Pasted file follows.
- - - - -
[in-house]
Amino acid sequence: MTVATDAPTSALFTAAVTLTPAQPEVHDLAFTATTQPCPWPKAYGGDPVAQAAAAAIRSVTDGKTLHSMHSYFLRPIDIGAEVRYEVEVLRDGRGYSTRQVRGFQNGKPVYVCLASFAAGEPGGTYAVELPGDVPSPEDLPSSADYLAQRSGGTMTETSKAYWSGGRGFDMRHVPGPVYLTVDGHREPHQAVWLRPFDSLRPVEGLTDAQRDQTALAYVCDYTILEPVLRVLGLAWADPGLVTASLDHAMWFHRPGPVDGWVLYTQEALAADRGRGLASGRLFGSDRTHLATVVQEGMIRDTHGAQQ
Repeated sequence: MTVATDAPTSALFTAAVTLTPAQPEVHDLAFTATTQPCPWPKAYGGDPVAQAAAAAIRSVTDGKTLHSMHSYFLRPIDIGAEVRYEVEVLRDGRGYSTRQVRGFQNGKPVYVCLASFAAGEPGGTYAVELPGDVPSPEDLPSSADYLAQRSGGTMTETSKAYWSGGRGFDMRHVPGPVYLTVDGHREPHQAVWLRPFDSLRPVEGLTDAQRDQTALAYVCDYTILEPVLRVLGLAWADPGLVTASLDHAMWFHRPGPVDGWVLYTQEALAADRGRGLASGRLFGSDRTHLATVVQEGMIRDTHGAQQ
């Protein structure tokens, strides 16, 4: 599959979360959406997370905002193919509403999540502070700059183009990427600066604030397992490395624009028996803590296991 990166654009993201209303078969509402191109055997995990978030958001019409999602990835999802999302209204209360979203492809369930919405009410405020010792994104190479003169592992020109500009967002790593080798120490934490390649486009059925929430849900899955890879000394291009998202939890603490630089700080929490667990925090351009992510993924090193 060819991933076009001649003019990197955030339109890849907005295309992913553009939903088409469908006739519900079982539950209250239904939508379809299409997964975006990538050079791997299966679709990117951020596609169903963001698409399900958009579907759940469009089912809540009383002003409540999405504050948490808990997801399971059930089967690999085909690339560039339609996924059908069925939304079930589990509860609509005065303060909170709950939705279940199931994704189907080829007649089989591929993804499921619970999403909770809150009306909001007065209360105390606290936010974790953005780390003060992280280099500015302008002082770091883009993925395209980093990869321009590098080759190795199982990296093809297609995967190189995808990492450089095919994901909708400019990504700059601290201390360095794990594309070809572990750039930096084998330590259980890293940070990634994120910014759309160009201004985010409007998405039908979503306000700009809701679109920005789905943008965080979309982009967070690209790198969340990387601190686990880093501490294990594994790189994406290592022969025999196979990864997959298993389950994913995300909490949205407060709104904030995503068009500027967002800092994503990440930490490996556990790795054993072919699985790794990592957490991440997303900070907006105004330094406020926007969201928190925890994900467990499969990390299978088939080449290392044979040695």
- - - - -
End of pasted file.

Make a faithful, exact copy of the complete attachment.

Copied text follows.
[in-house]
Amino acid sequence: MTVATDAPTSALFTAAVTLTPAQPEVHDLAFTATTQPCPWPKAYGGDPVAQAAAAAIRSVTDGKTLHSMHSYFLRPIDIGAEVRYEVEVLRDGRGYSTRQVRGFQNGKPVYVCLASFAAGEPGGTYAVELPGDVPSPEDLPSSADYLAQRSGGTMTETSKAYWSGGRGFDMRHVPGPVYLTVDGHREPHQAVWLRPFDSLRPVEGLTDAQRDQTALAYVCDYTILEPVLRVLGLAWADPGLVTASLDHAMWFHRPGPVDGWVLYTQEALAADRGRGLASGRLFGSDRTHLATVVQEGMIRDTHGAQQ
Repeated sequence: MTVATDAPTSALFTAAVTLTPAQPEVHDLAFTATTQPCPWPKAYGGDPVAQAAAAAIRSVTDGKTLHSMHSYFLRPIDIGAEVRYEVEVLRDGRGYSTRQVRGFQNGKPVYVCLASFAAGEPGGTYAVELPGDVPSPEDLPSSADYLAQRSGGTMTETSKAYWSGGRGFDMRHVPGPVYLTVDGHREPHQAVWLRPFDSLRPVEGLTDAQRDQTALAYVCDYTILEPVLRVLGLAWADPGLVTASLDHAMWFHRPGPVDGWVLYTQEALAADRGRGLASGRLFGSDRTHLATVVQEGMIRDTHGAQQ
């Protein structure tokens, strides 16, 4: 599959979360959406997370905002193919509403999540502070700059183009990427600066604030397992490395624009028996803590296991 990166654009993201209303078969509402191109055997995990978030958001019409999602990835999802999302209204209360979203492809369930919405009410405020010792994104190479003169592992020109500009967002790593080798120490934490390649486009059925929430849900899955890879000394291009998202939890603490630089700080929490667990925090351009992510993924090193 060819991933076009001649003019990197955030339109890849907005295309992913553009939903088409469908006739519900079982539950209250239904939508379809299409997964975006990538050079791997299966679709990117951020596609169903963001698409399900958009579907759940469009089912809540009383002003409540999405504050948490808990997801399971059930089967690999085909690339560039339609996924059908069925939304079930589990509860609509005065303060909170709950939705279940199931994704189907080829007649089989591929993804499921619970999403909770809150009306909001007065209360105390606290936010974790953005780390003060992280280099500015302008002082770091883009993925395209980093990869321009590098080759190795199982990296093809297609995967190189995808990492450089095919994901909708400019990504700059601290201390360095794990594309070809572990750039930096084998330590259980890293940070990634994120910014759309160009201004985010409007998405039908979503306000700009809701679109920005789905943008965080979309982009967070690209790198969340990387601190686990880093501490294990594994790189994406290592022969025999196979990864997959298993389950994913995300909490949205407060709104904030995503068009500027967002800092994503990440930490490996556990790795054993072919699985790794990592957490991440997303900070907006105004330094406020926007969201928190925890994900467990499969990390299978088939080449290392044979040695």